Editorial: Honoring labor / American workers deserve better than thisMichigan workers could use someone to speak up for them and advocate policies to reverse declining wages and benefits too, but don't look to the News for help. They ran a story today about new-era auto jobs that thousands of people are glad to work despite lower pay, less job security, and fewer benefits. They point out that "many of the new factory workers are learning firsthand the lessons of a global economy" but then go on to say, "the jobs don't promise the American Dream, but they are jobs worth having."
America's employed began the Labor Day weekend with news Friday from the Bureau of Labor Statistics that 128,000 new jobs had been created in August and that the unemployment rate had dropped a hair to 4.7 percent.
The new-jobs total in August was better than July's 113,000 but still way below the 150,000 needed to meet the number of new entries to the job market. Any joy at the slight drop in the jobless rate was tempered by analysts who said it was due to people leaving the job market in despair or in quest of more training, rather than an improvement in the jobs climate.
Previous news that wage increases are not keeping pace with the rising cost of living underlined the dilemma. Many people -- perhaps most -- are working harder and longer hours, but are still unable to keep pace.
Their concern is increased by a weak housing market, which means that most families' principal asset is losing value. Speaking last week in Gulfport, Miss., where he had gone to view the repairs that the federal government has failed to carry out in that Katrina-struck area, President Bush announced Delphically, "Houses will begat jobs, jobs will begat houses," thus revealing a misunderstanding of procreation, economics or grammar, or all three.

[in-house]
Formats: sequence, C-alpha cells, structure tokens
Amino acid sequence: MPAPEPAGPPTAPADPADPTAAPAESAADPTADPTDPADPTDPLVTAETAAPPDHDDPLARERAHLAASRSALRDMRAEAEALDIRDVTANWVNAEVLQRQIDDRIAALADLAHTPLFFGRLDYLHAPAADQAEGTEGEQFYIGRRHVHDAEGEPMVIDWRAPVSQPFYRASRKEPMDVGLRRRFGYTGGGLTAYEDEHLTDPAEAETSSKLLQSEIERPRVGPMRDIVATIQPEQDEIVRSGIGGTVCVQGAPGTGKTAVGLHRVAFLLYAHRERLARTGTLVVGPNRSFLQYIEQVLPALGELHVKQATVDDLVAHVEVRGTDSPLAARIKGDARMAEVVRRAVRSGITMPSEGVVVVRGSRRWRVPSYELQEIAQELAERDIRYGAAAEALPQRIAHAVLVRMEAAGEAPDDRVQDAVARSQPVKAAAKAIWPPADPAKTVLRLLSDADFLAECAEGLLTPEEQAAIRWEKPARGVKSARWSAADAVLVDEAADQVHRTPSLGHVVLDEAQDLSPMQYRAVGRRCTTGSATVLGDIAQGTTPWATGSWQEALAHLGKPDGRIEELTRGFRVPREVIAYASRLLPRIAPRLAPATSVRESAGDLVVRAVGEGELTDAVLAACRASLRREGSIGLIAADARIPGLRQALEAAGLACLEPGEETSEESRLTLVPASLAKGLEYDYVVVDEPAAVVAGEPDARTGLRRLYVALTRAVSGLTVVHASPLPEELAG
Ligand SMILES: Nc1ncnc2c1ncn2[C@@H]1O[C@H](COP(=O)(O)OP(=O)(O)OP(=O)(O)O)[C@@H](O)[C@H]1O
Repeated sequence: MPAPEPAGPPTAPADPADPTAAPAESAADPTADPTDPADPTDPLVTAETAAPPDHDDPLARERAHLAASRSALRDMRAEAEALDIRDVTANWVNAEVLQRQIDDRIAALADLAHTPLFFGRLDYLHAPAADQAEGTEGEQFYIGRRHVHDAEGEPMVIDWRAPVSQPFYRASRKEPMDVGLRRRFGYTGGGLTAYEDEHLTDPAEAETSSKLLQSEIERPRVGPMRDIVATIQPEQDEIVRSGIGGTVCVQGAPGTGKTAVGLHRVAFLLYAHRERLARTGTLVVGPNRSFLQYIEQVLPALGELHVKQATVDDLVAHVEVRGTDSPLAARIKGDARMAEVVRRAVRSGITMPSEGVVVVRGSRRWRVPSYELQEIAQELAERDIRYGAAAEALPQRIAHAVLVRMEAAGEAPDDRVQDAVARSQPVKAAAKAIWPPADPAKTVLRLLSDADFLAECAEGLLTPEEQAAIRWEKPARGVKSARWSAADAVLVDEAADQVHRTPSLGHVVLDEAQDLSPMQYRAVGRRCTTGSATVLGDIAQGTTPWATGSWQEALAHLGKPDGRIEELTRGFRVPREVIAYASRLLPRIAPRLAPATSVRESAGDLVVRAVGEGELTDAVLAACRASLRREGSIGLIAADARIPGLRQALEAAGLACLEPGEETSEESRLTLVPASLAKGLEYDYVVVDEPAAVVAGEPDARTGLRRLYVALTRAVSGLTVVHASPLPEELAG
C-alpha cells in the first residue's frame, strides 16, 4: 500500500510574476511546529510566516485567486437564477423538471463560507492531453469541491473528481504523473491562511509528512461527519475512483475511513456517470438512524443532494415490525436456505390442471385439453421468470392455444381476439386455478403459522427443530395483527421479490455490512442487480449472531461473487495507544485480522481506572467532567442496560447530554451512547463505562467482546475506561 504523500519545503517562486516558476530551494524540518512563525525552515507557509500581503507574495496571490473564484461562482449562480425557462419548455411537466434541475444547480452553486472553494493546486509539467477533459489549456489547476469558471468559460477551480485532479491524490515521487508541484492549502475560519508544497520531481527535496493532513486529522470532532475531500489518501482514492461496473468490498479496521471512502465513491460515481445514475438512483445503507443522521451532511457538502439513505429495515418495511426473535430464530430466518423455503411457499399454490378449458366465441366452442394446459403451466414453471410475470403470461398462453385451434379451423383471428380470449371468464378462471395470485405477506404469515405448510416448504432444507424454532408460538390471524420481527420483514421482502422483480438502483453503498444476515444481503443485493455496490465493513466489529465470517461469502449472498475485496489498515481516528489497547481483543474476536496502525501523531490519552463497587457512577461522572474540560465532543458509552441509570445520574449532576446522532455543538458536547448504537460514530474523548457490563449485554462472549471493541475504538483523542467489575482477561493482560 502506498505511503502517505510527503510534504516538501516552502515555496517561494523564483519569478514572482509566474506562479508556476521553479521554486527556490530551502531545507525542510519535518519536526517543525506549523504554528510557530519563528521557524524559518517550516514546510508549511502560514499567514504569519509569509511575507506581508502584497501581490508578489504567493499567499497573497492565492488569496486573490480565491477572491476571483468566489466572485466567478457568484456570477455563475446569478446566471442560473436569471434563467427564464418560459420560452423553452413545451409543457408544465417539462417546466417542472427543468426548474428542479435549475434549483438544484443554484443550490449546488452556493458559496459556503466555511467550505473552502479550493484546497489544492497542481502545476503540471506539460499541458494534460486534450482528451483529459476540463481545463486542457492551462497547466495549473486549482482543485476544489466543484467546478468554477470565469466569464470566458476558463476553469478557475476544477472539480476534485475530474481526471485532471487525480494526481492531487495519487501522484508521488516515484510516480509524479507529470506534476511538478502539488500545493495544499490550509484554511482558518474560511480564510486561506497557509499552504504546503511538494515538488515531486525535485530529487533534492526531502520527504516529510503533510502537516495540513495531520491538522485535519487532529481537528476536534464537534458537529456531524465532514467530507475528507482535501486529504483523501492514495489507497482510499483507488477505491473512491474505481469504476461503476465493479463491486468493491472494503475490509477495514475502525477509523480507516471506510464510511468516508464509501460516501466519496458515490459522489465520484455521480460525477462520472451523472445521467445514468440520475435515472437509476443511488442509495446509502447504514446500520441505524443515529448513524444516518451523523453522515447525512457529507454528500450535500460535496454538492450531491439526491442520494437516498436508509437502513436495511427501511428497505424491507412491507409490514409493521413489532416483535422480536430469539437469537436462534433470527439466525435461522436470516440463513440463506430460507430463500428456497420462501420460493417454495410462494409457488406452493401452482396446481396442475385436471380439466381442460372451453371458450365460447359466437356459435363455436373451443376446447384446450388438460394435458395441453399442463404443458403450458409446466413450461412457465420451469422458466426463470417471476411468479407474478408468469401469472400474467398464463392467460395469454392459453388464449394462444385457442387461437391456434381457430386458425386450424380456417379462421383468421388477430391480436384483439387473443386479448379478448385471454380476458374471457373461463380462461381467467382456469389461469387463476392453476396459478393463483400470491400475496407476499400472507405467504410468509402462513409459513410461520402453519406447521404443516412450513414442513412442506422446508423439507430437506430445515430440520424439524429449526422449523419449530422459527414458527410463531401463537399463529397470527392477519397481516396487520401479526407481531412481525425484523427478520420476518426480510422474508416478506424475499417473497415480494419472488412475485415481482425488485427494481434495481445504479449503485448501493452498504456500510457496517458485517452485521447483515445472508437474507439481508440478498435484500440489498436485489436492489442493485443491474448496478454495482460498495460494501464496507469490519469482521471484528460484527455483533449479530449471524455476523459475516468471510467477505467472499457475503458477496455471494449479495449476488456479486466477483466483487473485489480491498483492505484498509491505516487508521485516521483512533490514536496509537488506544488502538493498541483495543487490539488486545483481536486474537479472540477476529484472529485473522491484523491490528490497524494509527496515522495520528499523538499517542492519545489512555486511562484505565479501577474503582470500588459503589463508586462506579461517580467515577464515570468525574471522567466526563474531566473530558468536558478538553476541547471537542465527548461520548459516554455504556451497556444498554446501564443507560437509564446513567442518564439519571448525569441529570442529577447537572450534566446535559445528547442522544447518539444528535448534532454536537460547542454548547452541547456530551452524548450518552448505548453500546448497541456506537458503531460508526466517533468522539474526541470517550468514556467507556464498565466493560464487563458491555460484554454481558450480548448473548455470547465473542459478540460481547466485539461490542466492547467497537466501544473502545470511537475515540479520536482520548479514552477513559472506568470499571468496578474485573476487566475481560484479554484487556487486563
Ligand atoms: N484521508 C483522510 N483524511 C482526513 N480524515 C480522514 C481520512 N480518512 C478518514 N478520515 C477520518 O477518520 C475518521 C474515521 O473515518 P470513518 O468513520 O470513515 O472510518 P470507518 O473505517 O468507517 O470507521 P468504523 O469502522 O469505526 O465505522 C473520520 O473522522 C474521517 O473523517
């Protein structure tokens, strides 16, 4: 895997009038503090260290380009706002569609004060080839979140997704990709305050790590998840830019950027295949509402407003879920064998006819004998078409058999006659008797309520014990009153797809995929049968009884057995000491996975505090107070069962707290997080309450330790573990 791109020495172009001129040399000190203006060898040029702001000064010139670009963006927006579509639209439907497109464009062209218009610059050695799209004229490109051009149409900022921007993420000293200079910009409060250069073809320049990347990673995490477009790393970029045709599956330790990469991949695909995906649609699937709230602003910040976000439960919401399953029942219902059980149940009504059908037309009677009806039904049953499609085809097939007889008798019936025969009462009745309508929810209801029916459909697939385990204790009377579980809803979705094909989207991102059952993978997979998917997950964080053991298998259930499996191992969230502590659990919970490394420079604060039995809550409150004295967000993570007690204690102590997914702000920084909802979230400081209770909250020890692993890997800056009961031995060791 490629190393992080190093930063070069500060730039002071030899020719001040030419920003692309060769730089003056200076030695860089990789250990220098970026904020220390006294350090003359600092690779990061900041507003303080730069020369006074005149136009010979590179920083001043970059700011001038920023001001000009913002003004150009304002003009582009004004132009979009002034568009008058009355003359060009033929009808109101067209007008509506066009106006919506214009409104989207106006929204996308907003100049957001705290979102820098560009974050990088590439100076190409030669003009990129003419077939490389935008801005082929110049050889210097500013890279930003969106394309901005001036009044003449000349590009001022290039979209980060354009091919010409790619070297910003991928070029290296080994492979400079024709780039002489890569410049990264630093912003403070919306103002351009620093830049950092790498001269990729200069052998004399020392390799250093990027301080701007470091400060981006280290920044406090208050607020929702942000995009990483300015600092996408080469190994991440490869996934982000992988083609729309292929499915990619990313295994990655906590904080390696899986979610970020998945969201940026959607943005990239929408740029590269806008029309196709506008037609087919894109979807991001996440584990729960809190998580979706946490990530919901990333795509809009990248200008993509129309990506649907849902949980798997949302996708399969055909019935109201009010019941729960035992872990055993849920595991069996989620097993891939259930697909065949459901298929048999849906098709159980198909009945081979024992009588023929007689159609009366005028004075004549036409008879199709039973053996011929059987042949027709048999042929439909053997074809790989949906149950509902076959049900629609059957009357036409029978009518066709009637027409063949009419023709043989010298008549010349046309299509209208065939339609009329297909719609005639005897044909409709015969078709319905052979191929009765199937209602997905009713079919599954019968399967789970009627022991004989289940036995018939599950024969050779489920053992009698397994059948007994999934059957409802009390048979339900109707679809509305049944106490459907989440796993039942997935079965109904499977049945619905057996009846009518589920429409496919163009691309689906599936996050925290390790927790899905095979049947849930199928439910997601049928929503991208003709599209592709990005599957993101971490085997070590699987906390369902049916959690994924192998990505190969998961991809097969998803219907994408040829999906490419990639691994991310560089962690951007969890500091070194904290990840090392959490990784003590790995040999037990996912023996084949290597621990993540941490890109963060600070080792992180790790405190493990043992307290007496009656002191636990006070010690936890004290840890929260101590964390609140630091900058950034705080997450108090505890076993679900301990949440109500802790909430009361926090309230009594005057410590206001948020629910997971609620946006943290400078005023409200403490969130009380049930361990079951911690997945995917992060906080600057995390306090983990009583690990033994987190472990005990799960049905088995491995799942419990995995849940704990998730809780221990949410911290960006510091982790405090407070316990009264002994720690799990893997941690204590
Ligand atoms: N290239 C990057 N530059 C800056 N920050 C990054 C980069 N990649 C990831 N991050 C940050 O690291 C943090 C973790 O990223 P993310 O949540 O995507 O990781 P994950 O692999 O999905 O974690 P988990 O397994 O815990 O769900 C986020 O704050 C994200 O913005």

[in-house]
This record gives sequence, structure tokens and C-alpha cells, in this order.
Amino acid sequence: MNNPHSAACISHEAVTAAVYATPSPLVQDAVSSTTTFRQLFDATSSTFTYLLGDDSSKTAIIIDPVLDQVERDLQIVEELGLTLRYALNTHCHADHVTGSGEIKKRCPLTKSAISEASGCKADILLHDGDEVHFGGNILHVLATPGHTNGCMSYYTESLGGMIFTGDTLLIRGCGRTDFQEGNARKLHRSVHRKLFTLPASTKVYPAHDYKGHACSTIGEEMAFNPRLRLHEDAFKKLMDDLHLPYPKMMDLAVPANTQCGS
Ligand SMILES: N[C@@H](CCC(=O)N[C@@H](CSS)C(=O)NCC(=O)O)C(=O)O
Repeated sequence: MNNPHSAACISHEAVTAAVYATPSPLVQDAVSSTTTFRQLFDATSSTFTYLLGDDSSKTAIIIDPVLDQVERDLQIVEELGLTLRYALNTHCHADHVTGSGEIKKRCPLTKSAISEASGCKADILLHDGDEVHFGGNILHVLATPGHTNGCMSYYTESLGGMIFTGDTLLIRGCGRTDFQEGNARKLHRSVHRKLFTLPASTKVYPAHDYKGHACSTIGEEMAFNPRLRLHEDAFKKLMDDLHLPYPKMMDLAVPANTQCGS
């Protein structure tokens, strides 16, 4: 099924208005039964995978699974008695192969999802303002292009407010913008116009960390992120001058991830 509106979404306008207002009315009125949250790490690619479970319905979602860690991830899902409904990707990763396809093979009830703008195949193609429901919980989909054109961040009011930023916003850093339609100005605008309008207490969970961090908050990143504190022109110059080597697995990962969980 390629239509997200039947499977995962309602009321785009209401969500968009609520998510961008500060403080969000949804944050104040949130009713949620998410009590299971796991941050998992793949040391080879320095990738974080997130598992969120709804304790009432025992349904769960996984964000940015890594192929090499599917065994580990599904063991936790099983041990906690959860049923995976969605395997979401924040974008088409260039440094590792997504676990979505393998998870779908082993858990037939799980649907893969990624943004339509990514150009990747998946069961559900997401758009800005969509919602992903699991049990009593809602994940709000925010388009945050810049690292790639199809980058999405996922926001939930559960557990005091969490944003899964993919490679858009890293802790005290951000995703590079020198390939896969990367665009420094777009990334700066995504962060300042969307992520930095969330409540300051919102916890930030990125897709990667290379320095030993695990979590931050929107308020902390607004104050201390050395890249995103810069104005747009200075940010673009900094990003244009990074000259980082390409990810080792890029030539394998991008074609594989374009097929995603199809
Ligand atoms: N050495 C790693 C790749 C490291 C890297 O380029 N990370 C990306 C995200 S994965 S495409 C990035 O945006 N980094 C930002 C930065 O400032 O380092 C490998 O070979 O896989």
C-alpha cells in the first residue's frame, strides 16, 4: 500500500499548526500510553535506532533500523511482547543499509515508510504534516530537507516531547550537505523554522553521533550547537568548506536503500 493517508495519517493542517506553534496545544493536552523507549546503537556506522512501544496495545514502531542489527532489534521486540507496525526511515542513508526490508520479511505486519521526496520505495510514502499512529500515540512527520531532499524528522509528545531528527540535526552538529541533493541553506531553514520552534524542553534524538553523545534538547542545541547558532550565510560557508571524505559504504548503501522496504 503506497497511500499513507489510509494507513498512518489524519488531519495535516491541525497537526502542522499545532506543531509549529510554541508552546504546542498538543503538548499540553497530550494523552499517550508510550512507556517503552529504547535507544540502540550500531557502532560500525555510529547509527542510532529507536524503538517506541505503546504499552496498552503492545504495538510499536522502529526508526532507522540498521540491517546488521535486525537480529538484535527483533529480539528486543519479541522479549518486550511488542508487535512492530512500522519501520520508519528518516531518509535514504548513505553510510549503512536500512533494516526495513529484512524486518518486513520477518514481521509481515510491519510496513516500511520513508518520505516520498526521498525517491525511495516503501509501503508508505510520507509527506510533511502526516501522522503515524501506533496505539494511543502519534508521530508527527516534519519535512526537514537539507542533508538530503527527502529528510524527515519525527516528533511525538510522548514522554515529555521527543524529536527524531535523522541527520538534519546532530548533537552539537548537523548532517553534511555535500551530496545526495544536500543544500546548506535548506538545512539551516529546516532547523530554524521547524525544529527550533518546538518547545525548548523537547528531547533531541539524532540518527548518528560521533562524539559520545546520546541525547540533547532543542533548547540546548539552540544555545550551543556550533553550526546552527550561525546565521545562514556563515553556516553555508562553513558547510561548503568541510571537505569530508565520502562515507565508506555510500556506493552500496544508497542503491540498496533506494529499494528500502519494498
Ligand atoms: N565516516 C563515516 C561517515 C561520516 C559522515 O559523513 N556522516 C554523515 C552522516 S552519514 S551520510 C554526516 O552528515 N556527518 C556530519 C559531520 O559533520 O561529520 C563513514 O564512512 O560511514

Thomas Carlyle, a 19th-century Scottish essayist and historian, said: "The progress of human society consists ... in ... the better apportioning of wages to work." In other words, the quality of one's work should be rewarded proportionately, in wages and benefits or in other sources of satisfaction. That is manifestly not what is taking place in the United States. A CEO, even in a company with mediocre performance, pulls in millions of dollars in compensation, while a lower-wage employee, perhaps holding two jobs, can't pay the rent, afford medical insurance or put much aside for the children's birthday presents.
And what kind of job is "worth having" according to the News? One where a person could make $30,000 with overtime, a big improvement from Wal-Mart where a clerk earns $7 an hour. Yeah, right. I'd like to see William Singleton, CEO of MediaNews Group, try living on $30,000 a year.
At least the Freep had the decency to point out a few truths [emphasis added]:
Michigan is among the particular places where the workforce is undergoing a wrenching transition of uncertain outcome. Thousands of manufacturing jobs have vanished, and thousands more will soon go the way of buyouts, retirement deals or outright elimination. There are no equivalent replacements on the horizon, and a serious ripple effect can be expected on the retail and service sectors. [...]Falling wages means people have less to spend on non-essential items like newspapers, which might explain why the Free Press and News are losing thousands of subscribers each month. Why should workers pay for a paper openly hostile to their plight? Those journalists and editors who turned their backs should be careful about biting the hand that feeds them though. Who do they think will speak for them when their jobs get outsourced?
For those who are working, too many feel they must focus more on survival than on getting ahead. That does not create an atmosphere conducive to innovation, risk-taking and the "can-do" spirit that created the world's leading economy. But it's a predictable mood, considering that the economy has continued to grow since 2001 in terms of output while incomes have stalled or lost ground for all but the wealthiest households. [...]
In its annual State of Working America report, released Saturday, EPI said that despite consistent growth, the U.S. economy has failed to generate a "full employment" labor market where wages would rise as employers compete to attract and retain people.
"When it comes to an economy that is working for working families," the report concludes, "growth in and of itself is a necessary but not a sufficient condition. The growth has to reach the people; the bakers need to benefit from the bread they create."